Government says ‘lack of mandate’ contributed to muted Verify uptake
Official response to select committee agrees with finding that ‘GDS’s inability to get buy-in from departments ultimately led to Verify’s failure’
The government has said that “the lack of a mandate” for organisations to use GOV.UK Verify contributed to the service falling massively short of its targets for adoption.
Earlier this year, MPs on the Public Accounts Committee published a scathing report on the Government Digital Service project to deliver the identity assurance tool. The committee reached six conclusions, each of which came with a related recommendation.
The first conclusion was that “GDS has failed to meet any of its original performance targets for Verify and vastly overestimated the benefits it could achieve”. MPs recommended that government respond to address “the lessons it has learned from the failure of the Verify programme”.
In its newly published response, the government has said that it believed that “the Verify programme has delivered on three of its four original objectives”. These are the development of “world-leading standards” and a “secure technical platform”, as well as a “procurement framework for identity services”.
However, the response acknowledged that “there are lessons to learn on the performance targets”. GDS set a target of attracting 25 million users for the service. As it stands, just five million are registered, who can use Verify to access 21 government services.
- MPs call on Cabinet Office and DCMS to up the ante on improving Whitehall data use
- GDS chief on why digital agency should be ‘cajoling’ departments towards new tech
- New Verify chief stresses importance of market engagement
“The lack of a government mandate may have contributed to Verify not having achieved the scale promised,” the response said. “The reliance on, and pace of, the digital transformation of government services – as a prerequisite for using digital identity – could have been made explicit and called out as a risk.”
MPs also concluded that “people using Verify have been badly served by an onerous system that is not fit for purpose”, and asked that GDS put in writing the changes it is making to improve how the service works for Universal Credit claimants. Work has begun on improving Verify, the government said.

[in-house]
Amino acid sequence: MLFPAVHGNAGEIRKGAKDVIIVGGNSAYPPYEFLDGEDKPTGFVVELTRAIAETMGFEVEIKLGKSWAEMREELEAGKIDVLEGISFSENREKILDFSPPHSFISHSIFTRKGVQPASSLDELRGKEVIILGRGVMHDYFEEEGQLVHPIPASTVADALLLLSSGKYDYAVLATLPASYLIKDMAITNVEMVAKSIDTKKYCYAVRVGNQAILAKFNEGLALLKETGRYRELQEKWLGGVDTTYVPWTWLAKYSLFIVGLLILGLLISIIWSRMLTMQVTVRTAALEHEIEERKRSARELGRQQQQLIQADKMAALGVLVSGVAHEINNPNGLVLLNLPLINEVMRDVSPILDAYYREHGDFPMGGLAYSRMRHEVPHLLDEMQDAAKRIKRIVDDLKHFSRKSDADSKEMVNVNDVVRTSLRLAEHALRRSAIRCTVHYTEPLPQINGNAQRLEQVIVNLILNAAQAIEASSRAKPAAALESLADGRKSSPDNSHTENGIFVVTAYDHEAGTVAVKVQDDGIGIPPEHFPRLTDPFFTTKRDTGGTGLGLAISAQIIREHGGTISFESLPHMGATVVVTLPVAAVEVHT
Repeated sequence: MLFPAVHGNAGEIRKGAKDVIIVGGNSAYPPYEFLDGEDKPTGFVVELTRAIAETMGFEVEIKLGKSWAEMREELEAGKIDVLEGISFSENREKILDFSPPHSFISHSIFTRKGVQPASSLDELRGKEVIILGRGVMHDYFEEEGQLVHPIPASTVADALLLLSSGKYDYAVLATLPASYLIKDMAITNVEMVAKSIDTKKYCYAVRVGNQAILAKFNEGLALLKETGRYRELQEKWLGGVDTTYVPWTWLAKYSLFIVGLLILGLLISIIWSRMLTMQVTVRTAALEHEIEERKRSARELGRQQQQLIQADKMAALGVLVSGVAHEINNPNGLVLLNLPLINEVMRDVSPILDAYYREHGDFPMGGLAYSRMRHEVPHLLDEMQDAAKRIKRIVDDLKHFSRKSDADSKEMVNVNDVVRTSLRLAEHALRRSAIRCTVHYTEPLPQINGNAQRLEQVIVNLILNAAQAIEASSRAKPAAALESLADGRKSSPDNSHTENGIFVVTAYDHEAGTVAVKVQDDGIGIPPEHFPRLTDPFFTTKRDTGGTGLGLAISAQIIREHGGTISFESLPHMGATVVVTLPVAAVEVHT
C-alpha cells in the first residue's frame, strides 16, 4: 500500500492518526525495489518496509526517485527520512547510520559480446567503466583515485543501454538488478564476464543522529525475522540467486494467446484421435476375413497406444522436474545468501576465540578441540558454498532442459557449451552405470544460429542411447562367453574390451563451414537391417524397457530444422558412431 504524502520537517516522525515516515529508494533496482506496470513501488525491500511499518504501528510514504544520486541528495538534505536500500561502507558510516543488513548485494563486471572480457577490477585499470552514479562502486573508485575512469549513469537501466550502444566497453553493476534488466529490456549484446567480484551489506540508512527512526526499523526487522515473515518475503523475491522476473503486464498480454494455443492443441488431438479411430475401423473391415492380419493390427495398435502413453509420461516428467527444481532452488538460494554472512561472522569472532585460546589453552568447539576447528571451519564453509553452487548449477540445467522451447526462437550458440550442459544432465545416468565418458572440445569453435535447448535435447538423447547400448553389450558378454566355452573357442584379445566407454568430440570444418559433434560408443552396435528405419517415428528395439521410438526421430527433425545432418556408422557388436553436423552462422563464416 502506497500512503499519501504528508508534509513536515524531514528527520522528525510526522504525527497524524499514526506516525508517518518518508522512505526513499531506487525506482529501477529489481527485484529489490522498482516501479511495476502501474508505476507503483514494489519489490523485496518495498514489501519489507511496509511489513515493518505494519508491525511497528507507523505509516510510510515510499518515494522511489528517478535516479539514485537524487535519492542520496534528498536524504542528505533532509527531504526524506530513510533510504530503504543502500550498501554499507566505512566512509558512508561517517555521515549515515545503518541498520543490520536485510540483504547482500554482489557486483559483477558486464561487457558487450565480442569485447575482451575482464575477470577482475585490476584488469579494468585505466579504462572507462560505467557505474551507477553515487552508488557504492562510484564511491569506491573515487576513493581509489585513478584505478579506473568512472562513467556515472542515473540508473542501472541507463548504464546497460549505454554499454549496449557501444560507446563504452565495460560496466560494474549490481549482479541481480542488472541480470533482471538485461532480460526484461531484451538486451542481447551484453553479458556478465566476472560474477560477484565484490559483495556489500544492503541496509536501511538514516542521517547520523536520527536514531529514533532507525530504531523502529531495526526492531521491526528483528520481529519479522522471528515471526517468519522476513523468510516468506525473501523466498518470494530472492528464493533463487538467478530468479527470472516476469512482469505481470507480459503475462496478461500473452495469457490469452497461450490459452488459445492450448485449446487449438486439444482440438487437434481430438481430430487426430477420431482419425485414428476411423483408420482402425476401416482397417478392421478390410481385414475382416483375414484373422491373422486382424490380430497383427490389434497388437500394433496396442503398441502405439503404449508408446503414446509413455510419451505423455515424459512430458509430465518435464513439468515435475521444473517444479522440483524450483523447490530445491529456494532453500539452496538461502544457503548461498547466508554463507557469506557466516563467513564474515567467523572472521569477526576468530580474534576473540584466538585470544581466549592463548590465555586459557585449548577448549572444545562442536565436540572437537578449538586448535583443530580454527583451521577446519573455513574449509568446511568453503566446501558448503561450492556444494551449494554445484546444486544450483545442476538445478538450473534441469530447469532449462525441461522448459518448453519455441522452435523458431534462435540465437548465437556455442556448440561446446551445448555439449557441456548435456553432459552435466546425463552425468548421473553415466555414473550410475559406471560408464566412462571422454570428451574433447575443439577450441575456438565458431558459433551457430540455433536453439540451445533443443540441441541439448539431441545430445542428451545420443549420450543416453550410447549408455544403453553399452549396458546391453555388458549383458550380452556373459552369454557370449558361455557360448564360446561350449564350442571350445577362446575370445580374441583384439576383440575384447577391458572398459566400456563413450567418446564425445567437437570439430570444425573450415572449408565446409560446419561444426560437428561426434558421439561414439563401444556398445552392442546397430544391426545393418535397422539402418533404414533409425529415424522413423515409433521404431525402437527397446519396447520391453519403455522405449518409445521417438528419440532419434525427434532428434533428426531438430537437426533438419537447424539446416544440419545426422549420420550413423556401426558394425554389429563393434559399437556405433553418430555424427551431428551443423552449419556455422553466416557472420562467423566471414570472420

“The improvements undertaken to date have focused on an overall review of the service to identify where Universal Credit claimants have most difficulty, that analysis has been utilised to make changes to the design and content to make the customer journey clearer,” it said. “Additional data sets have also been integrated to increase the success rate and a number of tests are ongoing with the identity providers to further improve the customer experience and gain a positive outcome.”
The government disagreed with a supplementary recommendation that it should set specific targets for how many people use Verify to apply for Universal Credit.
As the digital identity platform heads for private sector ownership, the DWP “needs to understand the future commercial framework including costs and operating model in order to make sensible decisions”, the response said.
The committee found that “GDS’s inability to get buy-in from departments ultimately led to Verify’s failure”. It recommended that, for similar Cabinet Office-run programmes in the future, it the initial business case “should outline how it will get buy-in from departments and other key stakeholders, and what action [it] will take should departments go back on their commitment”.
The government response said: “The Cabinet Office accepts that departmental commitment is essential when implementing cross-government programmes, and that this should be built into business cases and plans from the outset.”
The government agreed with the committee’s recommendation that, for any other programmes of work at risk of failing, it “should ensure accounting Officer assessments are conducted at the proper time”.
The Cabinet Office accepts that departmental commitment is essential when implementing cross-government programmes, and that this should be built into business cases and plans from the outset
It also agreed to set out a “ detailed plan for how Verify’s services will be maintained after 2020” as well as taking “urgent action to clarify the value of Verify’s intellectual property”.
In the first case, it said: “The creation of a new Digital Identity Unit, which is a collaboration between DCMS and Cabinet Office, will help bring the public and private sector together to ensure the adoption of interoperable standards, specification and schemes, and deliver on the outcome of the consultation. Additionally, the start of engagement on a commercial framework for the government to consume digital identities from the private sector from April 2020 will ensure the continued delivery of public services. This commercial engagement is underway with government services to ensure the new framework meets services’ needs.”
In relation to the value of the intellectual property of Verify: “The identity providers own the intellectual property for the systems they have developed in order to create and verify identities. In line with government’s Service Standard, the technical components which have been developed for Verify are largely published as open-source code."
CMA created team last year to better understand and oversee the use of automated technologies in business
Staff will either become civil servants or move over to commercial providers
Study finds that more than half feel more exposed to attacks
Nick Smallwood of the IPA discusses the challenges of 2021 and his reform ambitions for the year ahead